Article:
There are three subprimals located in the beef round.  The top round, or inside round, the bottom (outside round) and the knuckle.   The top and bottom round cuts are lean, and do not contain a high level of collagen, which turns into gelatin when roasted.  They are a less moist and tender meat, compared to a chuck roast.

The beef round is derived from the back leg of cattle, and meat cuts from this area have little marbling, as it is predominantly muscle.

d) Standard, Top and Bottom Sirloin

These coveted steaks are cut from the rear back portion of cattle, located near the short loin section.  The top sirloin is a premium cut and is well marbled and perfect for grilling.  Bottom sirloin cuts are less tender, but generally cut into larger portion sizes, making it a consumer pick for family dinners, where the steak can be shared to serve more than one person.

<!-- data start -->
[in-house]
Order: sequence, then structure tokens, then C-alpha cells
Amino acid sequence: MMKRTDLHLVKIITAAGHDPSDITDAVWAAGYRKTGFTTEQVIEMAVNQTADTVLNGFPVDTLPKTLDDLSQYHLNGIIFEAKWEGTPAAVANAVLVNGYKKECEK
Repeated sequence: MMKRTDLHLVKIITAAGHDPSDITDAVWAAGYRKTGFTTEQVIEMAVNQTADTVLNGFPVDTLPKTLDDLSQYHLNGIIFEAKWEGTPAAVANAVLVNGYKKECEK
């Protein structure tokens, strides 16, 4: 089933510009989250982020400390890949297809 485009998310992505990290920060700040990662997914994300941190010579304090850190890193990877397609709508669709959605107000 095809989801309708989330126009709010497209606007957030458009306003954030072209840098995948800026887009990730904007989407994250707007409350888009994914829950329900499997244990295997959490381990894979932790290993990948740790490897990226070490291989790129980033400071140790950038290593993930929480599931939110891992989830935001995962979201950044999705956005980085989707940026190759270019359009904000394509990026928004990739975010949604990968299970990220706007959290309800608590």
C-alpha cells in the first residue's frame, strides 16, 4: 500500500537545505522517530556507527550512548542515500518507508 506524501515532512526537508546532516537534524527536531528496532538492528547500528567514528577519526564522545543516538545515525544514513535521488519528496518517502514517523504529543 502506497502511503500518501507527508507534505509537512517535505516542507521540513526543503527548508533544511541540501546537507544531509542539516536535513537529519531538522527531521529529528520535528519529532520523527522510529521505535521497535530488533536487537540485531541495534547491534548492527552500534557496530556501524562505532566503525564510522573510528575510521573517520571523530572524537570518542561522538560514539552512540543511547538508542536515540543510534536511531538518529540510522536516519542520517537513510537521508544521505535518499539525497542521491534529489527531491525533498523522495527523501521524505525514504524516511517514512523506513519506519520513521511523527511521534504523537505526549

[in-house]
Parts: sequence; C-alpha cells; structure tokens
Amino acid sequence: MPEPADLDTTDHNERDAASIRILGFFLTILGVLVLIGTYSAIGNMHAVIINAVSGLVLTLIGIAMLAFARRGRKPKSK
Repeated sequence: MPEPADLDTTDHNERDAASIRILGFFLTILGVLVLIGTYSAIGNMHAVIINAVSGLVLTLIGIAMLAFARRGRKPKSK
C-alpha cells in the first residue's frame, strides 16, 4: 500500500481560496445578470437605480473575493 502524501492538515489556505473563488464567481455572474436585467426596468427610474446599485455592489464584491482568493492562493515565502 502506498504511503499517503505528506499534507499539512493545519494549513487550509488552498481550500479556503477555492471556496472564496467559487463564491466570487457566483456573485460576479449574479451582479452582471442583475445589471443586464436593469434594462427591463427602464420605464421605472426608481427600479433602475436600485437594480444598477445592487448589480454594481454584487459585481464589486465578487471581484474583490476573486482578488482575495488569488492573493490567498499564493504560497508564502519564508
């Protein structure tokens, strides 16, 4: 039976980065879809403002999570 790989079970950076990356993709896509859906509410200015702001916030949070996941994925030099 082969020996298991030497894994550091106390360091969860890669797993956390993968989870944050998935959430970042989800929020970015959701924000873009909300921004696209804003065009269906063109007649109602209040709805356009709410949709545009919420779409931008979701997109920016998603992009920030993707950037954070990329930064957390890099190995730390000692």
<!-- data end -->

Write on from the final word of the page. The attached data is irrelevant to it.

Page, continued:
e) Flank

The flank area produces flat flank steak, which is also sometimes referred to as London Broil.  Meats derived from this section are considered tougher and require slow grilling and margination to be tender.  Flank steak is the primary cut used for fajita meat commercially, and by consumers.

It is important to note that internationally, there are other classifications for beef cuts that vary by country and reflect consumer preferences. Our USDA Headquarters facility, uses state-of-the-art and advanced technology to control temperature, and screen thoroughly with metal and bone fragment detection.

At Miami Beef, we are third-party audited by independent inspectors, as part of our quality control program, to insure food safety and hygiene throughout all stages of meat processing.  Our staff undergo GMP (Good Manufacturing Practice) training sessions, and our products are constantly tested through every stage of processing, including certified microbiological pathogen screening, and nutritional analysis.

Make Miami Beef your resource for safe, and consistently high-quality frozen meats.  Contact us for more information.